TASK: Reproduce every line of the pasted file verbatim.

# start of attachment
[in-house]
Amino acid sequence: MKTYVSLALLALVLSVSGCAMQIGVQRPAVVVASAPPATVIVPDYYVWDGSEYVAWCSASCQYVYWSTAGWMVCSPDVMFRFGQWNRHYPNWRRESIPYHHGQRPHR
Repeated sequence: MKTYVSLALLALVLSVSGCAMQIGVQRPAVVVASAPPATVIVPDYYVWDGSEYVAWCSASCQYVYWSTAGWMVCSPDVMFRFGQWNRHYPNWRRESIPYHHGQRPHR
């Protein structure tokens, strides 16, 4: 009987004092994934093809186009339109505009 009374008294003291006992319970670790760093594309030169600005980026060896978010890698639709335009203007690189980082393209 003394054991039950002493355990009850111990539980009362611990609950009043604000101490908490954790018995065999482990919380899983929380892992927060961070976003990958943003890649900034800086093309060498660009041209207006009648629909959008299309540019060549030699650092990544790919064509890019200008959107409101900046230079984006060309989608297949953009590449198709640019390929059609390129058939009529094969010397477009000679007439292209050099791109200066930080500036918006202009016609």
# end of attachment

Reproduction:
[in-house]
Amino acid sequence: MKTYVSLALLALVLSVSGCAMQIGVQRPAVVVASAPPATVIVPDYYVWDGSEYVAWCSASCQYVYWSTAGWMVCSPDVMFRFGQWNRHYPNWRRESIPYHHGQRPHR
Repeated sequence: MKTYVSLALLALVLSVSGCAMQIGVQRPAVVVASAPPATVIVPDYYVWDGSEYVAWCSASCQYVYWSTAGWMVCSPDVMFRFGQWNRHYPNWRRESIPYHHGQRPHR
């Protein structure tokens, strides 16, 4: 009987004092994934093809186009339109505009 009374008294003291006992319970670790760093594309030169600005980026060896978010890698639709335009203007690189980082393209 003394054991039950002493355990009850111990539980009362611990609950009043604000101490908490954790018995065999482990919380899983929380892992927060961070976003990958943003890649900034800086093309060498660009041209207006009648629909959008299309540019060549030699650092990544790919064509890019200008959107409101900046230079984006060309989608297949953009590449198709640019390929059609390129058939009529094969010397477009000679007439292209050099791109200066930080500036918006202009016609």